Another year, another pilgrimage to Omaha… It went really well: the flight was completely full but devoid of crying babies, the weather was random but pleasantly so, and Buffett and Munger shared their invaluable advice for hours and hours. According to my notes, they answered 52 questions (give or take). Charlie Munger was far more talkative than he was at the past conventions – he said “I have nothing to add” only once! For an 87-year-old man, he seemed to be in great shape. Here is hoping we’ll all age so well…

I spent most of the Q&A period frantically writing down everything Buffett and Munger said – partly because I wanted to review these notes in the future, and partly because I thought I could compile them into an ebook. Fortunately for everyone involved, Ben Claremon from Inoculated InvestorΒ saved the day by posting a very detailed transcript of the Q&A session. Click here to download Ben’s transcript.

The convention’s exhibit hall featured the same attractions it usually does: there was BYD’s electric car, huge section with Buffett-related books, etc. The Coca-Cola booth featured a smart fountain machine that can make sodas with different flavors (for example, strawberry-orange diet sprite), but instead of letting people play with it like they did last year, this time around they just lectured about its features. They did, however, have an amazing mascot: a 7-foot-tall polar bear with fur that felt disturbingly real and whose face actually moved. It was almost surreal – just like cartoon characters drawn against “real world” surroundings in “Who Framed Roger Rabbit.”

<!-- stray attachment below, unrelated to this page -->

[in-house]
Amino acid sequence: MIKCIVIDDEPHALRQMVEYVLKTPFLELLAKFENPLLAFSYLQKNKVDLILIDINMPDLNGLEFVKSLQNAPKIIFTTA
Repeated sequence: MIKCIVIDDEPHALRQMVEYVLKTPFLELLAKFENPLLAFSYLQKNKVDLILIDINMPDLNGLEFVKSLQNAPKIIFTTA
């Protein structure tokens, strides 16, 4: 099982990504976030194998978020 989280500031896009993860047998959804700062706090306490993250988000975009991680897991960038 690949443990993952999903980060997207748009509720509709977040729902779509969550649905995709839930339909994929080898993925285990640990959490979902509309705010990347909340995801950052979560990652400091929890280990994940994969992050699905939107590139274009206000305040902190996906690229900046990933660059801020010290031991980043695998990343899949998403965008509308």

On Friday, the day before the convention, there was a book signing at the University of Nebraska, Omaha. (The locals insist on pronouncing the acronym “U.N.O.” instead of the more logical “uno.”) The event featured pretty much every book written about Buffett, Munger, Ben Graham or value investing in general, with the glaring exception of perhaps the noteworthy book about Buffett – his controversial biography written by Alice Schroeder. Either that was done on purpose, or Schroeder didn’t want to meet hundreds of Buffett’s fans, since it’s no secret that a lot of them hated her frank portrayal of their idol.

There was also a small discussion panel on value investing that was put together by the UNO’s business school students. This was the first time I ever heard about it, even though it’s an annual event that started in 2009. I should have done more googling before my trip, because I missed a series of lectures on value investing that was held at the UNO on Thursday. Just another thing to keep in mind for the next year’s convention…